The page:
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Missing American family found dead in Mexico inhaled toxic gas: Authorities

March 27, 2018  |  Posted by: Francesca Falzarano
Missing American family found dead in Mexico inhaled toxic gas: Authorities

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Authorities in Mexico say a missing Iowa family of four who were discovered dead Friday at a condominium complex in Quintana Roo died by inhaling toxic gases.

The remains of 41-year-old Kevin Wayne Sharp, his wife, 38-year-old Amy Marie Sharp, and their children, Sterling Wayne, 12, and Adrianna Marie, 7, were found in a condo at a tourist complex where they had been staying.

There were no apparent signs of foul play.

Mexican officials said autopsy results determined the family died from toxic gas asphyxiation, according to ABC News.

Prosecutors confirmed a gas leak from a faulty water heater is likely to blame for the deaths of the Iowa family.

Relative Ashli Peterson first posted the sad news on a Facebook on Friday.

“The Sharps have been located,” she said. “They were found in their condo deceased. There was no foul play! That is all the information we have.”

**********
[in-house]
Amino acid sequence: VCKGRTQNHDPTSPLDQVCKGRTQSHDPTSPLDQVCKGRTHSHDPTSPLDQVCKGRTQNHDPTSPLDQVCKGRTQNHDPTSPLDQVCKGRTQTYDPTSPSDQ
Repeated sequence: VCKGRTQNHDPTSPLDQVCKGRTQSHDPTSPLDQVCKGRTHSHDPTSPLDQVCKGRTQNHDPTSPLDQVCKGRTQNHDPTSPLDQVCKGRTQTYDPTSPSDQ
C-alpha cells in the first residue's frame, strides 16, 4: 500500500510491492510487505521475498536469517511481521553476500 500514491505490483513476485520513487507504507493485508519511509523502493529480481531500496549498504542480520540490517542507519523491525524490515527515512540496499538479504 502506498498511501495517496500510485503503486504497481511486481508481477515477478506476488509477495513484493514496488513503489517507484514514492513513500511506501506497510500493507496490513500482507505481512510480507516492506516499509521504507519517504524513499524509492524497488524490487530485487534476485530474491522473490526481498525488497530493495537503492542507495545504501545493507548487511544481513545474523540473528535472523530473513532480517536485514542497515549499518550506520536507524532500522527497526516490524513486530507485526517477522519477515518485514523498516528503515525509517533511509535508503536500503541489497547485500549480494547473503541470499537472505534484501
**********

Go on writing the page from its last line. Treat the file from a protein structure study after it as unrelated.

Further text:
“Please respect the family as they go through the grieving process,” she added. “Thank you for the posts, shares, and kind words.”

Renee Hoyt, Amy Marie Sharp’s sister, said that the family drove to St. Louis on March 13th, where they stayed the night before taking a non-stop flight to Cancun the next day. The family were going to rent a car and drive to Tulum, Mexico, where they were renting a condo.

“On Wednesday at 7 p.m., Amy sent a text to our mom that said, ‘We made it to our condo,’” Hoyt stated. “That is the last communication. We got told last night Kevin sent a text to Travis Anderson at roughly 5 p.m. Thursday and Travis replied around 11:30 and has not heard anything back.”

Prosecutors in Quintana Roo said the family had been dead for between 36 and 48 hours.

Relatives initially feared the family may have fallen victim to Mexico’s raging drug violence.

The U.S. State Department website post updated last week advised “increased caution” for U.S. citizens traveling to Mexico.

In the state of Quintana Roo, where Tulum is located, the department said, “the state experienced an increase in homicide rates compared to the same period in 2016.”

“While most of these homicides appeared to be targeted, criminal assassinations, turf battles between groups have resulted in violent crime in areas frequented by U.S. citizens.”

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